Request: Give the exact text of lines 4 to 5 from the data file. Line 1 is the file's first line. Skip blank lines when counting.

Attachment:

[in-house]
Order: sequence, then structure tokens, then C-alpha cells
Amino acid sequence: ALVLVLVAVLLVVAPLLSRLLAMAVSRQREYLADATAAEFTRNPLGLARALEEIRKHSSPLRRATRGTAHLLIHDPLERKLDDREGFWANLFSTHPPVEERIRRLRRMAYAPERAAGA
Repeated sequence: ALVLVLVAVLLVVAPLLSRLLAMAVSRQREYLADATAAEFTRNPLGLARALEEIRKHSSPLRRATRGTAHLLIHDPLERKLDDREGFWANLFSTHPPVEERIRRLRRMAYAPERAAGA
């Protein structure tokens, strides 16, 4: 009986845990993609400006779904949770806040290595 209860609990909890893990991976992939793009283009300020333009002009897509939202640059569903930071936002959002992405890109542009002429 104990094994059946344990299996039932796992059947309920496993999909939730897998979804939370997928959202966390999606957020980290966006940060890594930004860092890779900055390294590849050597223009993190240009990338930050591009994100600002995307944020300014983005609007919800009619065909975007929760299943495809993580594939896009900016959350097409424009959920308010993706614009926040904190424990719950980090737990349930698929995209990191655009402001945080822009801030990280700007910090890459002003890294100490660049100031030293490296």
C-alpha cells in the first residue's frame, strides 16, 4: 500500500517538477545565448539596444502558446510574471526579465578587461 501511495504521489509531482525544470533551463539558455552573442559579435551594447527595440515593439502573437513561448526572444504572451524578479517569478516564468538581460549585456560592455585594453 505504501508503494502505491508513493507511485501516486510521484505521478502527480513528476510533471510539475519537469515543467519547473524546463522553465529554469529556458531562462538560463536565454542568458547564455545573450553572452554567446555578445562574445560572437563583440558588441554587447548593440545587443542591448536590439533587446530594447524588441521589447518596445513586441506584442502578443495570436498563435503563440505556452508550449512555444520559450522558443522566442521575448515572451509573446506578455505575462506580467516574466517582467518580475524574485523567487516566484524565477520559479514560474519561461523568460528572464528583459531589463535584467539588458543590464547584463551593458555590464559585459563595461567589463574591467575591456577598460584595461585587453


Repeated sequence: ALVLVLVAVLLVVAPLLSRLLAMAVSRQREYLADATAAEFTRNPLGLARALEEIRKHSSPLRRATRGTAHLLIHDPLERKLDDREGFWANLFSTHPPVEERIRRLRRMAYAPERAAGA
């Protein structure tokens, strides 16, 4: 009986845990993609400006779904949770806040290595 209860609990909890893990991976992939793009283009300020333009002009897509939202640059569903930071936002959002992405890109542009002429 104990094994059946344990299996039932796992059947309920496993999909939730897998979804939370997928959202966390999606957020980290966006940060890594930004860092890779900055390294590849050597223009993190240009990338930050591009994100600002995307944020300014983005609007919800009619065909975007929760299943495809993580594939896009900016959350097409424009959920308010993706614009926040904190424990719950980090737990349930698929995209990191655009402001945080822009801030990280700007910090890459002003890294100490660049100031030293490296």